Released in 2007, Greg Mottola‘s Superbad was a generation-defining, culture-calcifying comedy. It represents a certain height of the powers of Judd Apatow‘s film posse, and opened the door for a few other generations of comedy talent afterward, from writers Seth Rogen and Andrew Goldberg to stars Michael Cera and Jonah Hill. It introduced new iconography into the pop culture lexicon, especially Christopher Mintz-Plasse‘s work as the immortal “McLovin.” And most importantly, it’s just a goshdarn quality film, one that blends unprecedented raunch with welcome heart, emphasizing the powers of friendship, love, and constructive growth.
If you love Superbad and want more teen comedy standouts like it, we’ve got your back. Put away your dick drawings and check out these seven movies to watch after you’ve gotten Superbad.
While it comes from the same director as Superbad, Adventureland is a much quieter, and perhaps richer affair. Set in the ’80s, Jesse Eisenberg is an aimless college grad who takes a summer job at a local fair, interacts with all kinds of colorful characters played by folks like Martin Starr, Kristen Wiig, and Bill Hader, and just maybe finds a life-affirming spark with fellow drifter Kristen Stewart. The two unorthodox teen idols find engaging chemistry in this patiently, warmly rendered film, the kind of dramedy that expands your heart and makes you nostalgic for a time that never quite existed.
Sharing a similar “two best friends, one wild night” structure to Superbad, Booksmart nonetheless finds its own unique identity, one that feels lovingly in dialogue with high school movies of the past while expressing a welcome future to where the genre could go. Beanie Feldstein and Kaitlyn Dever have phenomenal BFF chemistry together, cracking off iconic lines and engaging repartee with ease (and absolutely crushing their end-of-act-two-dark-night-of-the-soul argument, lensed beautifully by first-time director Olivia Wilde, to boot). Booksmart is the kind of richly observed, fleetly rendered film that will make friendships across the world sparkle in recognition; a “that’s us!” watershed.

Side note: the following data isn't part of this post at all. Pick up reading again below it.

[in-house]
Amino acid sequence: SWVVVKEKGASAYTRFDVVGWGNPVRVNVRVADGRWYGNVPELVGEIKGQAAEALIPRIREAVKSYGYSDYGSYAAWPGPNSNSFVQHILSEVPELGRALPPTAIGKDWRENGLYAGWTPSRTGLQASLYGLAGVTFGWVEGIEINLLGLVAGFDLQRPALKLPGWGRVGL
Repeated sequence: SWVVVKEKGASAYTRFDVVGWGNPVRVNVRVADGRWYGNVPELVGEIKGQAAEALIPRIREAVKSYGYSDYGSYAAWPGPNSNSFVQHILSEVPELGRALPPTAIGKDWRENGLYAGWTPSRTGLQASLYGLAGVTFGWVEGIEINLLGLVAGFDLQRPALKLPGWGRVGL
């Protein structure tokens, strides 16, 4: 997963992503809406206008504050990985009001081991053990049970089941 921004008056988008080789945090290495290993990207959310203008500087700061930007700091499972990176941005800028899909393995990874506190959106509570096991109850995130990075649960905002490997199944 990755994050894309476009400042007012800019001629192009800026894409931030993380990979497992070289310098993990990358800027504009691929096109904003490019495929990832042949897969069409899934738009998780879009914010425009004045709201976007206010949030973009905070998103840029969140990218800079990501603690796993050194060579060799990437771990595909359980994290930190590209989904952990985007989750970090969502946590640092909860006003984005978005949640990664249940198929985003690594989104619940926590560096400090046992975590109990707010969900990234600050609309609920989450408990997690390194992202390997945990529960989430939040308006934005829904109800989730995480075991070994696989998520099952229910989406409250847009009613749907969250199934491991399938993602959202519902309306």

Dazed and Confused
An urtext of the hangout movie, high school movie, and “one wild night” movie, Dazed and Confused messily but richly flings you into the deep end of the dazing, confusing experience that is “being a high schooler about to graduate.” Richard Linklater, one of our great communicators of the complex, compelling drama rife in “regular human communication,” blends together this textured film with a cornucopia of developing talent including Ben Affleck, Milla Jovovich, and of course the iconic Matthew McConaughey.
Emma Stone easily, handily broke through the boys of Superbad. Three years later, she toplined her own teen sex comedy, Easy A, a film that plays like Superbad mixed with a little Mean Girls and some Heathers for good measure. It’s a tart-tongued picture, one that’s both frothy but acerbic, accessible but precocious. Its premise, borrowed from The Scarlet Letter, is sharpened into an irreverent statement about sex positivity. And Stone, as you might imagine, owns her leading role. She’s just a very dang good comedy actor, that Emma Stone!
It’s more than “Superbad aged down,” though that’s a good place to start. Good Boys does, indeed, star a trio of troublingly young, incredibly talented performers (Jacob Tremblay, Keith L. Williams, and Brady Noon) who bumble their way through a series of troublingly raunchy set pieces with shocking brio (including one involving Stephan Merchant that simply flabbergasted me). But the film, like Superbad, is interested in much more than the initial shock value of its premise and cast. Good Boys presents the shocking idea that being good is good even as the ever-changing world of sixth grade surrounds you and demands you get just a little bad to grow up. Heart for days, this one!
An absolute classic of the 1990s, House Party asks the simple question, “What if there were a house party?” The hosts of this house party are rap duo Kid ‘n Play (Christopher Robinson and Christopher Martin), and what comes from their simple goal is a cornucopia of silly, frenetic, and crowd-pleasing entertainment. Full of old-school jams, broadly-pitched performances, and intensely satisfying dance numbers, House Party is a “one wild night” flick of which every other one can only dream of meeting its playful energy.
Youth in Revolt
And now, a filmic comedown from the party. Youth in Revolt puts Cera back into the shoes of an awkward high schooler, but this time in a film that foreshadows his later, more purposefully provocative career choices. Under the always-intriguing eye of director Miguel Arteta, Cera escapes from the doldrums of his mom Jean Smart and stepdad Zach Galifianakis through the sparkling arms of Portia Doubleday — while simultaneously cultivating a rebellious, bad boy alter ego named “François Dillinger.” While this bold dramatic device is sometimes played for the cringe-inducing laughs you’d expect, it’s oftentimes played with a real sense of danger and darkness, making Youth in Revolt an appealing graduation from the wildness of the rest of the films on this list.
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